First in Their Field: Samantha Cristoforetti

When you discover new things every minute and your mind is absorbing so many experiences, it feels like time expands.”

Samantha Cristoforetti was born in Milan (Italy) on April 26, 1977, and is an astronaut at European Space Agency (an intergovernmental organization dedicated to the exploration of space). Cristoforetti rose to fame when she became the first Italian woman in space and the first woman in space to carry out the longest consecutive mission (199 days, 16 hours and 42 minutes). This record was overtaken in 2017 by American Peggy Whitson.

Since she was a child she has been interested in science and technology, but she also loves reading and learning new languages. She can speak 5 languages: Italian, French, English, German and Russian.

She graduated in 2001 from the Technische Universität of Monacouring her studies she also attended l’Ecole Nationale Supèrieure de l’Aèronautique et de l’Espace in Toulouse (France) and the University of Chemical Technologies in Moscow (Russia). In the same year, Samantha joined the Air Force Academy as an officer candidate.

She earned her graduate degree in 2005, in Aeronautic Science at the Federico II’s University in Naples. Later she went to the United States, where she specialized at the Euro-NATO Joint Jet Pilot Training in Wichita Falls, Texas.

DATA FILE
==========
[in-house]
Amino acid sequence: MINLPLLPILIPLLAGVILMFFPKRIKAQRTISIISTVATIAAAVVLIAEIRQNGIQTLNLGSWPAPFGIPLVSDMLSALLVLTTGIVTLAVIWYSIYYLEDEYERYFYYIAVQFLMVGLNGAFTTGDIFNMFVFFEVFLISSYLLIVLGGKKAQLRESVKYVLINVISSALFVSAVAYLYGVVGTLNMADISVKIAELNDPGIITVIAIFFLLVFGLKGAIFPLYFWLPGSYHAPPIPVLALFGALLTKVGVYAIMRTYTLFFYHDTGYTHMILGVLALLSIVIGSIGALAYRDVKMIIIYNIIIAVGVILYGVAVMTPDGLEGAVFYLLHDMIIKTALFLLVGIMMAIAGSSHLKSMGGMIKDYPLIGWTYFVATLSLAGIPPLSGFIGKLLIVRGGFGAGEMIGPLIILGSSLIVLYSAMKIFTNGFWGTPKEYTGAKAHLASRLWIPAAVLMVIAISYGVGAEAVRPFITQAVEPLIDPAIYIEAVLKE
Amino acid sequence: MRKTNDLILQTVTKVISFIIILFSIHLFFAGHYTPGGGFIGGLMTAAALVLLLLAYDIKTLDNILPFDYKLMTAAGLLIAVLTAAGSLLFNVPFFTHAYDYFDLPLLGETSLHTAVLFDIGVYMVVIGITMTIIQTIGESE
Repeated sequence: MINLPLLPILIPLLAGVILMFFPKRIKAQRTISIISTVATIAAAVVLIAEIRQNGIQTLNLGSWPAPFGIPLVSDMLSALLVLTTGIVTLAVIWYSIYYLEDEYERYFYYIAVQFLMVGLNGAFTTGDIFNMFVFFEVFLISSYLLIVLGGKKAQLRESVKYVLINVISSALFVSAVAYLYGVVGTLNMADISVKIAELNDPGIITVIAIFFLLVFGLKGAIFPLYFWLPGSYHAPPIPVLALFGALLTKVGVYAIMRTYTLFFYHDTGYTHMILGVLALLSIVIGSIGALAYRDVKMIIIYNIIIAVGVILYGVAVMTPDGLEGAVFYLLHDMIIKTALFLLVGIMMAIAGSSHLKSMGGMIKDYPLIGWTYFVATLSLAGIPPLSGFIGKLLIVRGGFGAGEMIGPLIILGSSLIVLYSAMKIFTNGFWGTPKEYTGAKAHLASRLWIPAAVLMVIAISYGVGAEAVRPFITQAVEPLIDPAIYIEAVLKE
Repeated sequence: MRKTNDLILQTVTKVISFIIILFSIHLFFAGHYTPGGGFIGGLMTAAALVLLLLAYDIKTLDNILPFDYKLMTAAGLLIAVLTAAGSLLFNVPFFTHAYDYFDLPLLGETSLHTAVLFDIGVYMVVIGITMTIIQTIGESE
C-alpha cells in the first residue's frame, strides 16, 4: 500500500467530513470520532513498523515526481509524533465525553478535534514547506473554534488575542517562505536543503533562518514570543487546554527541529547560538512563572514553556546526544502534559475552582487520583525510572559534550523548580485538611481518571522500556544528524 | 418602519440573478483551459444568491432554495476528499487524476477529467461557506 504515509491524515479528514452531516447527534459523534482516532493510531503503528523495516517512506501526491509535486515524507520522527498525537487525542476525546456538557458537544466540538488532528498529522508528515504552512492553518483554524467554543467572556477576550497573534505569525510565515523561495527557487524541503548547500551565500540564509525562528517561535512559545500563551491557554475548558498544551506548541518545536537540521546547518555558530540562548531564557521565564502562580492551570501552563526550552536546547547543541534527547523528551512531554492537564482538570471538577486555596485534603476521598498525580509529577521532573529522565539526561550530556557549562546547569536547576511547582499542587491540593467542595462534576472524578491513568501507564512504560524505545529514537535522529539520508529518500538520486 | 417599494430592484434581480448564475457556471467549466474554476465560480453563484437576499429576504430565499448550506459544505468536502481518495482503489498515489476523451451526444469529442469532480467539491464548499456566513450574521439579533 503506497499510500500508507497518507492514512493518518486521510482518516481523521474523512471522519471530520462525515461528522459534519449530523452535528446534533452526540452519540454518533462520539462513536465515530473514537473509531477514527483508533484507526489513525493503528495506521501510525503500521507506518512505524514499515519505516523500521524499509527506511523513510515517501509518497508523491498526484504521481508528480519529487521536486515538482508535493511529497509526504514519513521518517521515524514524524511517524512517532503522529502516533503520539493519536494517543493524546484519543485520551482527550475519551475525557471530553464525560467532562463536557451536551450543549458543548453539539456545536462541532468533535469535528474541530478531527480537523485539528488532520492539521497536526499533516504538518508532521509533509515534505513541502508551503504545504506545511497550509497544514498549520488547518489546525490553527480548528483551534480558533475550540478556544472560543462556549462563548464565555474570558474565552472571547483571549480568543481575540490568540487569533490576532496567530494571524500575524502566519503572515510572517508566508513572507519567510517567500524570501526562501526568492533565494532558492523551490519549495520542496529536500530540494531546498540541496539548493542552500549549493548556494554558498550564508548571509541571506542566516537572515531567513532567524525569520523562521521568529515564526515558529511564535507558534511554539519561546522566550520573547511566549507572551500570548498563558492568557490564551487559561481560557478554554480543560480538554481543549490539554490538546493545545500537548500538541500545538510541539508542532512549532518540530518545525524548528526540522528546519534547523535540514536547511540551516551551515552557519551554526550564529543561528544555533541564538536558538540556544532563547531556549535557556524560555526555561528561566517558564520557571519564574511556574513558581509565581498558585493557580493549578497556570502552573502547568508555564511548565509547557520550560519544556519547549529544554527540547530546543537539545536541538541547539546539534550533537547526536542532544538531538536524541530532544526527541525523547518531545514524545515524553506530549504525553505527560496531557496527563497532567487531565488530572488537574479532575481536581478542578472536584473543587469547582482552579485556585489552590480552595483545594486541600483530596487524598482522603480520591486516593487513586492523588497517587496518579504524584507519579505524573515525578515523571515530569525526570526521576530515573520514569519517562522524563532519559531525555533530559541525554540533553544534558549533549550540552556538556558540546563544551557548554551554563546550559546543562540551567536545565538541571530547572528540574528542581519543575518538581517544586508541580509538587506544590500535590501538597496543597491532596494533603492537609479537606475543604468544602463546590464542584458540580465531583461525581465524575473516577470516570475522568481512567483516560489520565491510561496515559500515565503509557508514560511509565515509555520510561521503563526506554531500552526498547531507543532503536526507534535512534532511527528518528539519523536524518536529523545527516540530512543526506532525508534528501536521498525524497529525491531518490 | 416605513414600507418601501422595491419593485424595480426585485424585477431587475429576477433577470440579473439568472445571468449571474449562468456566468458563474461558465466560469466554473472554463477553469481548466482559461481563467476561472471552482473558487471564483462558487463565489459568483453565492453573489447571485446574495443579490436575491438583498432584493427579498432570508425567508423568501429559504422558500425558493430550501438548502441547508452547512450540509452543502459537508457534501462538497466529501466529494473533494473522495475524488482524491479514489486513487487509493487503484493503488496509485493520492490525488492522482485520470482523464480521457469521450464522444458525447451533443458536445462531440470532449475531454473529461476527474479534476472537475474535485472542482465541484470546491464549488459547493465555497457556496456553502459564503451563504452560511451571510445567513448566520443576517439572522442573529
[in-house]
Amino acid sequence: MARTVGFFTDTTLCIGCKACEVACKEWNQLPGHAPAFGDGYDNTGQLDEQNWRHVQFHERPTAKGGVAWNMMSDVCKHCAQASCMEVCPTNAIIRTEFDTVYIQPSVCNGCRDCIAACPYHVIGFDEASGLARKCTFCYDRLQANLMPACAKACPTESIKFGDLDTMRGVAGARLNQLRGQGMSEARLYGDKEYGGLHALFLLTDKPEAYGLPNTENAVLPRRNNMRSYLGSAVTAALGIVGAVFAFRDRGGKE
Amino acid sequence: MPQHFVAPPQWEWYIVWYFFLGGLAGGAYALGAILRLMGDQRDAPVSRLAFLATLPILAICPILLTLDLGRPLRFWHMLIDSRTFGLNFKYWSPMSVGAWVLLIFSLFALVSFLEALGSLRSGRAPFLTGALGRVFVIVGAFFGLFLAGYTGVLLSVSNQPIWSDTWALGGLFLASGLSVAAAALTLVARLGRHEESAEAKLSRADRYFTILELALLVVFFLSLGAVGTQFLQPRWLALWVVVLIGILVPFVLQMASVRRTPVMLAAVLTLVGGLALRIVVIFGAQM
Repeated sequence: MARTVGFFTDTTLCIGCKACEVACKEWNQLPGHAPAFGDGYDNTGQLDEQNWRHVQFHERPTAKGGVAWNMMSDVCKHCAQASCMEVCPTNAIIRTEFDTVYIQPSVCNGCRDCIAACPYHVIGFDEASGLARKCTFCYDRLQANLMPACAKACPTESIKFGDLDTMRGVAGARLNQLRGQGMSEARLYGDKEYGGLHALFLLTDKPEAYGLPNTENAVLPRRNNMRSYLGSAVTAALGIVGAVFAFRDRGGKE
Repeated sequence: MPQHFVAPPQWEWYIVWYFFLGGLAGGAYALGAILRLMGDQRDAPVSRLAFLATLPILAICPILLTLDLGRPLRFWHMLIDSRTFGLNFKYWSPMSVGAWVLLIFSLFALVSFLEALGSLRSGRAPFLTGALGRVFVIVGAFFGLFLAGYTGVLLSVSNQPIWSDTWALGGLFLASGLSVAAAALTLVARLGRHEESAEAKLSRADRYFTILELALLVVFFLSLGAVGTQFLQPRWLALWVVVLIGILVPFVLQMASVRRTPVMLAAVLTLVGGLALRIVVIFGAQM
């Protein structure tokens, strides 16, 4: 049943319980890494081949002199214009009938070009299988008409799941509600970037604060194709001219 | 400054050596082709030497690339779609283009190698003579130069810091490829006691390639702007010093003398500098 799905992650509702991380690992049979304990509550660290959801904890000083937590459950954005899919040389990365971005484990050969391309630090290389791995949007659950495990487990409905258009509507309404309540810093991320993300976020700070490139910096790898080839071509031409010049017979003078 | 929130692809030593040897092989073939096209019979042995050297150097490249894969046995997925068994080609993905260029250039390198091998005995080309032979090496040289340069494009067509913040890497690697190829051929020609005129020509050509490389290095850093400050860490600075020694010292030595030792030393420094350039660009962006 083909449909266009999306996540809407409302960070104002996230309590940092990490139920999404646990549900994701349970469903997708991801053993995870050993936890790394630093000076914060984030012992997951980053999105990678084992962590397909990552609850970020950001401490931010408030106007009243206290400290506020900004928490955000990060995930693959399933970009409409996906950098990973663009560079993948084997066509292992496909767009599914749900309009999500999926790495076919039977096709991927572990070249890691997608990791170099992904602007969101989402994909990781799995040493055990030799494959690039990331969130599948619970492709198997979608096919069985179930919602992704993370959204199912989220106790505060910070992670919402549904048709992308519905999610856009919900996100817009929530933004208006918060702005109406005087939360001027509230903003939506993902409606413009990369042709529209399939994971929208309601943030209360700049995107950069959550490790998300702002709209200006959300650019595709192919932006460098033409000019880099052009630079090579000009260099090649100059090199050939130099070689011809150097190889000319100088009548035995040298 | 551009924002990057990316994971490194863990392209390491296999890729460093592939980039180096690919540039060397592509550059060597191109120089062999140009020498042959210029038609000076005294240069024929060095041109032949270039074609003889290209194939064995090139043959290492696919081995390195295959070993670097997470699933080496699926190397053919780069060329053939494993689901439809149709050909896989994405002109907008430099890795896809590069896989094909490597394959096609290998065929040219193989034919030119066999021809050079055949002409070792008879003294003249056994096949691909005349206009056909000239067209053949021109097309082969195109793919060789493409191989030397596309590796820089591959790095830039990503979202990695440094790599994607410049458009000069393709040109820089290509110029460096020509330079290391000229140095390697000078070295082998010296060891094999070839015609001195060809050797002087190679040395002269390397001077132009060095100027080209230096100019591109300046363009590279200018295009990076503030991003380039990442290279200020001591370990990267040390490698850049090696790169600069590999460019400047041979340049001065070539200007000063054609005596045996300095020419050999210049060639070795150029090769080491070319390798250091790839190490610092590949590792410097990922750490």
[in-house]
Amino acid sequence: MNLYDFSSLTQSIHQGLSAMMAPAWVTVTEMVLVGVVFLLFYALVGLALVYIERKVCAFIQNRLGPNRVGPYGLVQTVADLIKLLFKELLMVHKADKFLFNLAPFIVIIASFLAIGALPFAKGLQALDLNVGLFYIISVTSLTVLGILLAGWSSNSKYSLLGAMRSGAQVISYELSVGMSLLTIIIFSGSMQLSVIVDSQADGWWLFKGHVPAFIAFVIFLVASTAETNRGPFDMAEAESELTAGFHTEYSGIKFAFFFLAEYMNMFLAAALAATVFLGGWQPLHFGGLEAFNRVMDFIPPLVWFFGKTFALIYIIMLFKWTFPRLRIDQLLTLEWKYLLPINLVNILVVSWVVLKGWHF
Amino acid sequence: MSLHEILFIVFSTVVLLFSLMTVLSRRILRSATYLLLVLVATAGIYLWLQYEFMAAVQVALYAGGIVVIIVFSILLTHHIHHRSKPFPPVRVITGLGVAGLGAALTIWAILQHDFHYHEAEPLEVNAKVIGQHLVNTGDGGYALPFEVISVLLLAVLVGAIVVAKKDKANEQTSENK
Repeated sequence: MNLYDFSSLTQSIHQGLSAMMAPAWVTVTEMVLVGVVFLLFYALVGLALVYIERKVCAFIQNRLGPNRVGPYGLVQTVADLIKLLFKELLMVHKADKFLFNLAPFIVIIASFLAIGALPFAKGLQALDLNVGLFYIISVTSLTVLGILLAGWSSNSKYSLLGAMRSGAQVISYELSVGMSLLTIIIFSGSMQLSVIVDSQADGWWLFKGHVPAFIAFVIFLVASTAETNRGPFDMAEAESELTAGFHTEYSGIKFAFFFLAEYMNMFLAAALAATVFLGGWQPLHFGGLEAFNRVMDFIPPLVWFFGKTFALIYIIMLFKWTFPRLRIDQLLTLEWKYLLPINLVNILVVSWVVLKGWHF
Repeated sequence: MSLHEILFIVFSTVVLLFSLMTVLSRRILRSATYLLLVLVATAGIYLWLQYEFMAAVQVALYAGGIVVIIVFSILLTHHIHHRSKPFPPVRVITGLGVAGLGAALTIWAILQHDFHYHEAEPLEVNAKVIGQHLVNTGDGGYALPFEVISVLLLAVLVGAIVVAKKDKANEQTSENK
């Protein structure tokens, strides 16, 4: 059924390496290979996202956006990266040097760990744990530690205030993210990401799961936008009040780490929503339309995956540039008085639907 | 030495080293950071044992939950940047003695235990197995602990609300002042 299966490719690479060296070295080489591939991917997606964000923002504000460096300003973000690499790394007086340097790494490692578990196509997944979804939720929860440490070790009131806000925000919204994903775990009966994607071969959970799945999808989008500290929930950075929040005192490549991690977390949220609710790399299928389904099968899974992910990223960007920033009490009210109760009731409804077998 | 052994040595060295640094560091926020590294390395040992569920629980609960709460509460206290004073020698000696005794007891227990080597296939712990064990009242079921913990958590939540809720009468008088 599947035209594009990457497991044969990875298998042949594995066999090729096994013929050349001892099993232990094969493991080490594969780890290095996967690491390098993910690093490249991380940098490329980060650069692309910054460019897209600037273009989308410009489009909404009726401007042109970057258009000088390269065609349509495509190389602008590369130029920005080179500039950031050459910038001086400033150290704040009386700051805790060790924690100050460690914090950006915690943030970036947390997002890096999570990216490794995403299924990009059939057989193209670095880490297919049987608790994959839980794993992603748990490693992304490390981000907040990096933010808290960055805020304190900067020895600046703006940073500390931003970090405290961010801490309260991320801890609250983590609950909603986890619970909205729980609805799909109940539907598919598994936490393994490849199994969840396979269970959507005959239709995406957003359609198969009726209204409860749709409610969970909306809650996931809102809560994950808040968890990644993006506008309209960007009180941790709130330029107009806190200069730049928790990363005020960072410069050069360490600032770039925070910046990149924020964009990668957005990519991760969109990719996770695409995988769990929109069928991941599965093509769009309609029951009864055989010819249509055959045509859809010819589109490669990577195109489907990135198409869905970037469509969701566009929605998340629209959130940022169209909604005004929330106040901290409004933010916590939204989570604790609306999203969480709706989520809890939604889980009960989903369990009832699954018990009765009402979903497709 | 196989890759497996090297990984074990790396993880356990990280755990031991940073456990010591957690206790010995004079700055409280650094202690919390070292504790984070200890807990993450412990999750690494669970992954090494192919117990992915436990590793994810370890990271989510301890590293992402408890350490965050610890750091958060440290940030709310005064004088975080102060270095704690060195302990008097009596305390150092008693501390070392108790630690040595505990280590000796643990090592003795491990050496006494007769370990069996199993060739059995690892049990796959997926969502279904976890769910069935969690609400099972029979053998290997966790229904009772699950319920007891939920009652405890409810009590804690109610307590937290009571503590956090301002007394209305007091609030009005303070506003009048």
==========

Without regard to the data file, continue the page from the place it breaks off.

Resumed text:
In May 2009 she was selected as an ESA (European Space Agency) astronaut and completed her training in November 2010.

Future mission

“Future” is the name of the mission in which Samantha took part. Her adventure started on November 23, 2014, when she launched into space from the Baikonur Cosmodrome in Kazakhstan and ended, after 199 days, on June 11, 2015, with the return to Earth (Kazakhstan) at 3:44 pm Italian time. This mission carry-out experiments on human physiology, biological analysis and 3D printing in weightlessness in order to experiment with the possibility of printing for the space in the absence of gravity without having to depend on items sent from Earth. During those days Samantha, using the potential of new mass media and social networks (especially Facebook and Twitter), had a direct connection with Internet users, in which she communicated and shared the beauty and discoveries of space and her day to day life routine in space.

The picture of Samantha during her mission when she was drinking espresso in space become famous. The theme of food has been central to the communication activity linked to the Future mission. She has repeatedly told the characteristics and ingredients of “Space Food” that she ate during the Mission, paying special attention to health and nutrition.

In July 2015 the Italian president, Giorgio Napolitano awarded Samantha with the Knight Grand Cross of the Order of Merit of the Italian Republic.


Serena Rosignuolo  is a Women’s Museum California Intern from Italy. You can learn more about the Women’s Museum Intern program here

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